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AD news was circulating from house to house in the village.
Here is what they were saying:
That day they had put little Louis into his first trousers.
They had pockets and shiny buttons. In his new costume Louis
was a little awkward, but much pleased. He admired the
buttons that shone in the sun; he kept turning his pockets
inside out to see if there was room enough for all his
playthings. What made him the happiest was a tin watch,
always marking the same hour. His brother, Joseph, two years
older, was also much pleased. Now that Louis was dressed
like him, nothing prevented his taking him to the woods,
where there were birds' nests and strawberries. They owned
in common a lamb whiter than snow, with a pretty little bell
at its neck. The two brothers were to take it to the meadow.
Some lunch was packed in a basket. They kissed their mother,
who advised them not to go far. "Take care of your brother,"
said she to Joseph; "hold him by the hand and come back
soon." They started. Joseph carried the basket, Louis led
the lamb. From the door their mother watched them going off,
herself happy in their joy. Every now and then the children
turned to smile at her; then they disappeared at the turn of
 They reach the meadow. The lamb frolics on the grass; Joseph
and Louis run after butterflies in the midst of a clump of
"Oh, the beautiful cherries!" exclaimed Louis, suddenly;
"see how big and black they are! Cherries, cherries! We are
going to have a feast. Let us pick some to eat."
There were, in fact, some large berries of a dark violet hue
on low plants.
"How small these cherry-trees are!" answered Joseph. "I have
never seen any like them. We shan't have to climb the tree
for them, and you won't tear your new trousers."
Louis picked one of the berries and put it into his mouth.
It was insipid and sweetish.
"These cherries are not ripe," says little Louis, spitting
"Take this one," answers Joseph, giving him one that felt
very soft. "It is ripe."
Louis tastes it and spits it out.
"No, they are not at all good," repeats the little boy.
"Not good, not good?" says Joseph; "you will see." He eats
one, then another, then another still, then a fourth, then a
fifth. At the sixth he is obliged to stop. Decidedly they
were not good.
"It is true, they are not very ripe. But
let's pick some,
all the same.
We'll let them ripen in the basket."
They gathered a handful or two of these black berries, then
began running after butterflies. The cherries were
 An hour later, Simon, who was returning from the mill with
his donkey, found two little children seated at the foot of
the hedge, crying aloud and clasping each other. At their
feet a lamb was lying and bleating plaintively. And the
younger was saying to the other: "Joseph, get up; we will go
home." The elder tried to rise, but his legs, seized with a
convulsive trembling, could not support him. "Joseph,
Joseph, speak to me," said the poor little one; "speak to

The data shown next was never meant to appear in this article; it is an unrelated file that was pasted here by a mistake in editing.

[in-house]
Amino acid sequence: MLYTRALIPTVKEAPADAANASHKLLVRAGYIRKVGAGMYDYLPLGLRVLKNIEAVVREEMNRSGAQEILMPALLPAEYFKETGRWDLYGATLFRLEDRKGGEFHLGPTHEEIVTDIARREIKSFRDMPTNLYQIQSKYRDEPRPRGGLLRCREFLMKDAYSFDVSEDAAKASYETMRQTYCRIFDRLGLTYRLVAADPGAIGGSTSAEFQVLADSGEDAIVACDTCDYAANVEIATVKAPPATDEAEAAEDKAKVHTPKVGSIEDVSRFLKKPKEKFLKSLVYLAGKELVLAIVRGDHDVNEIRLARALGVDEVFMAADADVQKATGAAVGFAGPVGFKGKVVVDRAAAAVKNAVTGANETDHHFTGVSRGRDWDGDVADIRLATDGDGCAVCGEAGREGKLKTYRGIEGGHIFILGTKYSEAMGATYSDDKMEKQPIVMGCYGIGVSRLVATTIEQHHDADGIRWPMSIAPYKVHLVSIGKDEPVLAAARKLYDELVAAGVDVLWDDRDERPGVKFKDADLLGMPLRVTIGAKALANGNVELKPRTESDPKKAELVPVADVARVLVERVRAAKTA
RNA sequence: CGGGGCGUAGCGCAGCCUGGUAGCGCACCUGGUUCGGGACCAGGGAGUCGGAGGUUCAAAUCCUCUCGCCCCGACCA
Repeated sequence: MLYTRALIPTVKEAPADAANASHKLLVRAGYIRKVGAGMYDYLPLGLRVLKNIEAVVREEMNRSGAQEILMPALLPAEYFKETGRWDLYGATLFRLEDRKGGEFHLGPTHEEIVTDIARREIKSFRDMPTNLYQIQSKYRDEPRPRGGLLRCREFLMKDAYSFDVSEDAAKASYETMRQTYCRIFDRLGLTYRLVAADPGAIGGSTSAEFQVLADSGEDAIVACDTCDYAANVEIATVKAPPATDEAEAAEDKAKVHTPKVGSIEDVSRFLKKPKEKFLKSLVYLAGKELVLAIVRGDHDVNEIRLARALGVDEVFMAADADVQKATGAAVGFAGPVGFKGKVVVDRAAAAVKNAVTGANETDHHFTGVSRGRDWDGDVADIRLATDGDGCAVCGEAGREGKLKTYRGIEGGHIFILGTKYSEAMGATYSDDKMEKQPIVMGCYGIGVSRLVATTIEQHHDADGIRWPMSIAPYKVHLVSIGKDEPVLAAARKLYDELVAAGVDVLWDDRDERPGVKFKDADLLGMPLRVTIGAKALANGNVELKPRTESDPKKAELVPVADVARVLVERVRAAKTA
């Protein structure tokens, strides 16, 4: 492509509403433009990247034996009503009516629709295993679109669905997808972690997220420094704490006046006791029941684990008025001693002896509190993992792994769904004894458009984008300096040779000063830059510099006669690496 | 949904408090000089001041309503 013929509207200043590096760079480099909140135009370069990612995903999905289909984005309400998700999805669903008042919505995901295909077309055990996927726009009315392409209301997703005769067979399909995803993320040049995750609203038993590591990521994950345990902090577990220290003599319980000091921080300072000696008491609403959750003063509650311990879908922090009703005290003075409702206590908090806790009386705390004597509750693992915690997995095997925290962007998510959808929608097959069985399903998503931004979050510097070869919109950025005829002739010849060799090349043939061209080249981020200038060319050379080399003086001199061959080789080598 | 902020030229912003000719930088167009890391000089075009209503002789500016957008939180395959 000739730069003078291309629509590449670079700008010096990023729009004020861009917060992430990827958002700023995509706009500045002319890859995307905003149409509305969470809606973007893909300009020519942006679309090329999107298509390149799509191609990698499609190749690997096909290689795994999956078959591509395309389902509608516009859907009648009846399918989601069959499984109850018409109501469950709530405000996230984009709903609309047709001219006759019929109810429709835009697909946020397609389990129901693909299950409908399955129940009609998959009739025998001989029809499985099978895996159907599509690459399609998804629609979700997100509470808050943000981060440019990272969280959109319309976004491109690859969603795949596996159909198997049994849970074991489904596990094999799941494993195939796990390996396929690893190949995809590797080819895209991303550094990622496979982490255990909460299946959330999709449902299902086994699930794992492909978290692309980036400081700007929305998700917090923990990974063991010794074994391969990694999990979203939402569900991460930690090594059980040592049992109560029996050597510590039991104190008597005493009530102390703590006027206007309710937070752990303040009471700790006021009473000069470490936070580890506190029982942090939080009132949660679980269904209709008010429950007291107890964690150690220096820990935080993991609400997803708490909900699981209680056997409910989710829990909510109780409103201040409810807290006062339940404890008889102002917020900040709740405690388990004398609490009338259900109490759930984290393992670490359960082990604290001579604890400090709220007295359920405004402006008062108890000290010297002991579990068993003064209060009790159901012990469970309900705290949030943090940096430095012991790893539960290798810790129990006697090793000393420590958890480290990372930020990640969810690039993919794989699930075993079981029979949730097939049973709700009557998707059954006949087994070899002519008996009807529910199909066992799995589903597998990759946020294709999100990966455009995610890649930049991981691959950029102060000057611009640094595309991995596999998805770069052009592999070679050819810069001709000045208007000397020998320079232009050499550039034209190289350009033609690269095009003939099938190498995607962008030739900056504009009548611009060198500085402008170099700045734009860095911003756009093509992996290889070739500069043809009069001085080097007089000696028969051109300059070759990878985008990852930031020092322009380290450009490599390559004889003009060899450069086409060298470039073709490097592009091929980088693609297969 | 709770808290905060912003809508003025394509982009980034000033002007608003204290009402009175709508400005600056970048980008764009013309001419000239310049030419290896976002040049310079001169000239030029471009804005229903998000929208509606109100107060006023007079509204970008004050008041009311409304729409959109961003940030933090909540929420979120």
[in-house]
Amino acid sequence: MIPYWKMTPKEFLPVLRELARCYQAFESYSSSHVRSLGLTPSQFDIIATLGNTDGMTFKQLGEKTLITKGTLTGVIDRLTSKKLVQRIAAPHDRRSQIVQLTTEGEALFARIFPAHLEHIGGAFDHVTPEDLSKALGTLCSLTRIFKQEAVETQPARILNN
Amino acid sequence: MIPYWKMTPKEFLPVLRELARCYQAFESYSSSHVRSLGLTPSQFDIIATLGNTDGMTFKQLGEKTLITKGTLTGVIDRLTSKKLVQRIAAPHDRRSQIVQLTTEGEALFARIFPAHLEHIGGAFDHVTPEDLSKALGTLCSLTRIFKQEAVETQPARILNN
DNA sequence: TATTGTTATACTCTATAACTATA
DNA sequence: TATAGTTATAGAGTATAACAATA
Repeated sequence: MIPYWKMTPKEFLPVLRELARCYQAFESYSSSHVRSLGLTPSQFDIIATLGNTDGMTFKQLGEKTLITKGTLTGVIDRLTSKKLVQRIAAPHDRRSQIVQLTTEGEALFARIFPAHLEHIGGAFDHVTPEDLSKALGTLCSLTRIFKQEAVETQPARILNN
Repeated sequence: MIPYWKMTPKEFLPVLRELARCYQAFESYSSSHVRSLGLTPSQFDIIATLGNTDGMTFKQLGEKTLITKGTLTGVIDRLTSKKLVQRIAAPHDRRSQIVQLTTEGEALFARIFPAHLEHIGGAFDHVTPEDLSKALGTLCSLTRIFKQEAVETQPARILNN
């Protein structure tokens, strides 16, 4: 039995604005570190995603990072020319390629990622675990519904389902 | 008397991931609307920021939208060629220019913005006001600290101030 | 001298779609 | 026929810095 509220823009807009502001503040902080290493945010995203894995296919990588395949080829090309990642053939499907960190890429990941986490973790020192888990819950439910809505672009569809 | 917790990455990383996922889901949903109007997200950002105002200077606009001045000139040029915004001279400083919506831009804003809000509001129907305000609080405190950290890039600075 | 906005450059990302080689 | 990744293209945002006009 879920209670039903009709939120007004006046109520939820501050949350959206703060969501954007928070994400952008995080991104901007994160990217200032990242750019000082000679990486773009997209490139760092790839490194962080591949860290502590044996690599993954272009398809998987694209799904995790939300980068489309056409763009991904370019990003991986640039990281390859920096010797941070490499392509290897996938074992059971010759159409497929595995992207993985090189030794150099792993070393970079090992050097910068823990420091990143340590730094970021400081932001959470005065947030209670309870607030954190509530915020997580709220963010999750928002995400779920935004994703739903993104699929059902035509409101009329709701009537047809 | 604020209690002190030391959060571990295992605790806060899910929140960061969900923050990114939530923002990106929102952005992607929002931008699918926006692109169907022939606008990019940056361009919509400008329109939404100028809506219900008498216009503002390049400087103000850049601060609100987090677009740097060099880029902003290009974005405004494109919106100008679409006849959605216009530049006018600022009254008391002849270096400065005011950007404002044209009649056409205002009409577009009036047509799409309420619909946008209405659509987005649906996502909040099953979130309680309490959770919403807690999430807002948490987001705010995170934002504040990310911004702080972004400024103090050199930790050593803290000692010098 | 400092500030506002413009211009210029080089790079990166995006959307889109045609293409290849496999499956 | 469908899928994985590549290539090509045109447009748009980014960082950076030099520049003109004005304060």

me." And Joseph, his teeth chattering, looked at his brother
with eyes so big they frightened him. "There is one more
apple in the basket; would you like it? I will give you all
of it," went on the little fellow, his cheeks bathed in
tears. And the elder trembled and then became rigid, by fits
and starts, and stared fixedly with eyes growing ever larger
It was then that Simon passed. He put the two children on
the donkey, took the basket, and, followed by the lamb,
hastened to the village.
When the unhappy mother saw Joseph, her dear Joseph, so well
a few hours before, so rejoiced at taking his brother for a
walk, and now unconscious, dying, it was a scene to melt the
heart. "My God, my God!" cried she, crazed with grief, "take
me and leave my son! Oh, my Joseph! Oh, my poor Joseph!"
And, covering him with kisses, she burst into cries of
The doctor was summoned; the basket in which were still some
of the black berries mistaken for cherries explained to him
the cause of the sad event. "Deadly nightshade, great God!"
un-  der under his breath. "Alas! It is too late."
Broken-hearted, he ordered a potion, the efficacy of which
he could not count on, for the poison had made irreparable
progress. And, in fact, an hour later, while the mother, on
her knees at the foot of the bed, was praying and weeping, a
little hand was stretched out from under the coverings and
placed all cold in hers. It was the last good-by: Joseph was
The nest day they buried the poor little one. The whole
village attended the funeral. Emile and Jules returned from
the cemetery so sad that for several days they did not think
of asking their uncle the cause of this lamentable accident.
Since then, in the house of mourning, little Louis stops
playing every now and then and begins to cry, despite his
beautiful tin watch. He has been told that Joseph has gone
far away and that he will come back some day. "Mother," he
says sometimes, "when will Joseph come back? I am tired of
playing alone." His mother kisses him and, covering her face
with a corner of her apron, sheds hot tears. "Don't you love
Joseph any more, and is that why you cry when I speak of
him?" asks the poor little innocent. And his mother,
overwhelmed, tries in vain to stifle her sobs.